In the case of those chatty little house wrens, with their messy, twig-stuffed nests in birdhouses and other cavities, it’s all about the real estate. And lots of it, Ms. Hart said.

Males who have claimed a territory start not one but several dummy or trial nests to attract a female, who says yes not just to him but to one of the proposed locations – which she then completes.

“It’s like shopping for a house: You see a lot, then decide which you like best, ”Dr. Schneider said. “You can think, ‘Oh, I found a nest,’ and then that’s not where they build it.”

No marking house wrens with the NB code, therefore, the Atlas guidelines explain. Likewise, no NB for woodpeckers, who are cavity nesters that may excavate more than one possibility before settling down.

In the Albany area, where Ms. Hart is based, “the woodpeckers have, for the most part, paired up for the season,” she said. But first, there was the late-winter fighting phase, which she described as “superaggressive.”

“It’s almost like a game of hide-and-seek on opposite sides of a tree trunk,” she said, “fighting to see who gets a female.” Feathers may literally fly, as one bird pulls them from a competitor.

Before too long, I hope to have the chance to mark a mourning dove, blue jay or cardinal nest as ON (for occupied nest) and then NE (nests with eggs), and to observe the birds feeding their young (FY). And if all goes well, to finish with FL (for recent fledglings).

I know from decades of breeding seasons that there will be at least one chance to mark someone with an A – and not for excellence, but for agitated behavior. That code notes an anxious parent’s response to a predator approaching a nest. Later this spring, I will be divebombed and twittered at by this year tree swallow in a nest box badly sited along the shortest route to the compost heap.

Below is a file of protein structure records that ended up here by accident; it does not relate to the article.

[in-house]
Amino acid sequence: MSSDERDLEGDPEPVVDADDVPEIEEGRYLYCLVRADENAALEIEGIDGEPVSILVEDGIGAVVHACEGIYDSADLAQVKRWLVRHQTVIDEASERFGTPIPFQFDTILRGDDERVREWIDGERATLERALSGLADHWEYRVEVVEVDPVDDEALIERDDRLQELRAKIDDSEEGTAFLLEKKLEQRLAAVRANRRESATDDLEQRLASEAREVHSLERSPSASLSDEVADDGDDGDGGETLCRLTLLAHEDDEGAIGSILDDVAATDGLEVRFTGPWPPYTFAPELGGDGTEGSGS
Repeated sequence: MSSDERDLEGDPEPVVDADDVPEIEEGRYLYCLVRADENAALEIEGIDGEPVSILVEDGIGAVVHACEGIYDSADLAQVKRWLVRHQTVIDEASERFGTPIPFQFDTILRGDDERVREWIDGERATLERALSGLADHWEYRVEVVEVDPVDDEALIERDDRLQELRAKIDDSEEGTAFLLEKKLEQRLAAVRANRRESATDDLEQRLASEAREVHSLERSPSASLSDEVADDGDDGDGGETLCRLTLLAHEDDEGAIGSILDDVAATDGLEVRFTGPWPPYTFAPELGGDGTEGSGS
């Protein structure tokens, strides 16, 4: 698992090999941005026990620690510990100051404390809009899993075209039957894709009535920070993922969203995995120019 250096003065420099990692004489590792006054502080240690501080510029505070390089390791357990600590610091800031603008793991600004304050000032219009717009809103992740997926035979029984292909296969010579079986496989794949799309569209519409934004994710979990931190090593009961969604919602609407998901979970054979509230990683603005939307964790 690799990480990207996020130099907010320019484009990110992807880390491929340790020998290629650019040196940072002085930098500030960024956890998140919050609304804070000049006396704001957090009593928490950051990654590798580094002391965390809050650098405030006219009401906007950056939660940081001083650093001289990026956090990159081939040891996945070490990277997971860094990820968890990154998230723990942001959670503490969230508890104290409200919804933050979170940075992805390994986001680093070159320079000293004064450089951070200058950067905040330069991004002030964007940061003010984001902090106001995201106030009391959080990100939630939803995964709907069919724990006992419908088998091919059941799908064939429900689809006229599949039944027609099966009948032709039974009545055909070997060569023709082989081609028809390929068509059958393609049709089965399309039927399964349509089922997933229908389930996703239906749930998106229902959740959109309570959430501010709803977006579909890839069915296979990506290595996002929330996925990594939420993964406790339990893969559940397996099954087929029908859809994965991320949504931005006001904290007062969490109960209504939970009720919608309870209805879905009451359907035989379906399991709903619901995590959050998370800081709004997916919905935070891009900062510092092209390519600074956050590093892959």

Would you recognize the courtship display of a hummingbird? “It’s a huge, swooping figure-8 flight display,” Ms. Hart said. Males will show off, often right by a feeder, while making lots of their own twittering sounds.

Some inferences may be drawn from what you do not see, too. For instance, no goldfinches are carrying nesting material or exhibiting other breeding behaviors right now. They are an exception who breed later, to coincide with the summertime availability of thistledown used as nest lining.

All of this has all been right in front of me in the garden every spring, and I took some details in. But thanks to my Atlas adventure, I’m putting more of the pieces together, focused and energized by the idea of ​​doing something worthwhile.

Think about this, as that Phoebe builds its nest under your porch overhang or a male yellow warbler sings: For the next 20 years, what we contribute now will be the most up-to-date information available for scientists and policymakers to draw upon.

“The Atlas contributions will live longer than me,” Dr. Schneider said, “guiding conservation in the state long after that.”


Margaret Roach is the creator of the website and podcast: A Way to Garden:and a book of the same name.